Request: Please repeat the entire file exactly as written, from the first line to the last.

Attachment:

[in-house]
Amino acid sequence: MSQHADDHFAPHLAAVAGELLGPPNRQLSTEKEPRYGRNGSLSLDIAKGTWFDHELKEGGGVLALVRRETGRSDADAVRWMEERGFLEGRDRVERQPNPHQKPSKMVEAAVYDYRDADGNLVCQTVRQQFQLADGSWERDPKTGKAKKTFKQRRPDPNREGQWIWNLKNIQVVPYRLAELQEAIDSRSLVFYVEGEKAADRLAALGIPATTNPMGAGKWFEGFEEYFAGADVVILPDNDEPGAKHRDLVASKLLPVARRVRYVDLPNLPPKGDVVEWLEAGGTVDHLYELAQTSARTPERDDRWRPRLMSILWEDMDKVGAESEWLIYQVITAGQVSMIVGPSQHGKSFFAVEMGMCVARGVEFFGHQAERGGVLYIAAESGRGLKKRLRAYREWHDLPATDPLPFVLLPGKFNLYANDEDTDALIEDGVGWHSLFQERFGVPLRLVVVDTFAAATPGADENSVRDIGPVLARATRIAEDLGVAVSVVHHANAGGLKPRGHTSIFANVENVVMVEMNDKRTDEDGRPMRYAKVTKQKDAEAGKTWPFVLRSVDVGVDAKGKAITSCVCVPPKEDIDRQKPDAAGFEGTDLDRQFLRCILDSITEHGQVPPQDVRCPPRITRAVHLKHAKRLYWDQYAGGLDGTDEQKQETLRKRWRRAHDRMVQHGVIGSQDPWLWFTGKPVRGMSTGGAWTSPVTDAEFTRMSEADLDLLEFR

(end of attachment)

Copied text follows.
[in-house]
Amino acid sequence: MSQHADDHFAPHLAAVAGELLGPPNRQLSTEKEPRYGRNGSLSLDIAKGTWFDHELKEGGGVLALVRRETGRSDADAVRWMEERGFLEGRDRVERQPNPHQKPSKMVEAAVYDYRDADGNLVCQTVRQQFQLADGSWERDPKTGKAKKTFKQRRPDPNREGQWIWNLKNIQVVPYRLAELQEAIDSRSLVFYVEGEKAADRLAALGIPATTNPMGAGKWFEGFEEYFAGADVVILPDNDEPGAKHRDLVASKLLPVARRVRYVDLPNLPPKGDVVEWLEAGGTVDHLYELAQTSARTPERDDRWRPRLMSILWEDMDKVGAESEWLIYQVITAGQVSMIVGPSQHGKSFFAVEMGMCVARGVEFFGHQAERGGVLYIAAESGRGLKKRLRAYREWHDLPATDPLPFVLLPGKFNLYANDEDTDALIEDGVGWHSLFQERFGVPLRLVVVDTFAAATPGADENSVRDIGPVLARATRIAEDLGVAVSVVHHANAGGLKPRGHTSIFANVENVVMVEMNDKRTDEDGRPMRYAKVTKQKDAEAGKTWPFVLRSVDVGVDAKGKAITSCVCVPPKEDIDRQKPDAAGFEGTDLDRQFLRCILDSITEHGQVPPQDVRCPPRITRAVHLKHAKRLYWDQYAGGLDGTDEQKQETLRKRWRRAHDRMVQHGVIGSQDPWLWFTGKPVRGMSTGGAWTSPVTDAEFTRMSEADLDLLEFR